A process to assist in identifying community needs and projects
All of the communities served by our Clubs vary in the problems they face and the resources they can bring to bear upon them. The role of Vocational Service in the Club is to stimulate projects that are most needed and can be successfully tackled given the skills and capacity of the members.
Outlined below is a process you may wish to consider in selecting projects of most value to your community.
- Gathering information about needs in your community.
This could include:-
Talking to your local Social Services Department about greatest issues you may impact.
Discussion with any local Action Centres, Churches, Community and Voluntary services, Rural Community Action and other local voluntary organisations.
Undertaking an internet search for Joint Strategic Needs Assessments for health priorities.
Consider inviting local charities to “bid” for your support, by submitting brief descriptions of their work and funding. Support could take the form of time, advice or money.
Having an open discussion with club members to harness their knowledge and ideas.
Contacting neighbouring clubs to share their experience and history of projects.
At the beginning of the Rotary year, have a brainstorming session within committees to highlight areas where your inputs could make a significant difference.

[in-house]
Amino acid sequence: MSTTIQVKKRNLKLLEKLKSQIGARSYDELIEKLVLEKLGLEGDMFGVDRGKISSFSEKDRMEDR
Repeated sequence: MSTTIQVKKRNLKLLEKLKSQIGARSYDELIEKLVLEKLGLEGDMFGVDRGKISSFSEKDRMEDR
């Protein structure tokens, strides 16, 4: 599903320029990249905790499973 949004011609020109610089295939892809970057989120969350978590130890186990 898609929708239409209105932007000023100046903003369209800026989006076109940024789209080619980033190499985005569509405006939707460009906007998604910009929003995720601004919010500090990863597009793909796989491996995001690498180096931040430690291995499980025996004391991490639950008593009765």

- Some criteria to consider in selecting projects from inputs above:-
What projects could have the biggest impact on your community?
Are there areas that receive little help or funding from any source?
What is the practicality of your club involvement in terms of the skills and interests of members?
Is there likely to be a “Champion” for the project within the Club?
Is it possible to involve other parties or other clubs in the project? (e.g. Business in the Community)
What would be the level of commitment, cost and time needed?
Will the Project make a continuing demand on the Club that can be met over the long term?
- Short-listing and Commitment.
The criteria in 2 above can be used to filter the data gathered in 1 above. This analysis can be undertaken by a small team, but it is imperative that the whole Committee, or if appropriate the whole Club, debate the findings before selecting the projects for priority action. This is vital to secure the commitment that will be needed.
District Vocational Services Team 2014/15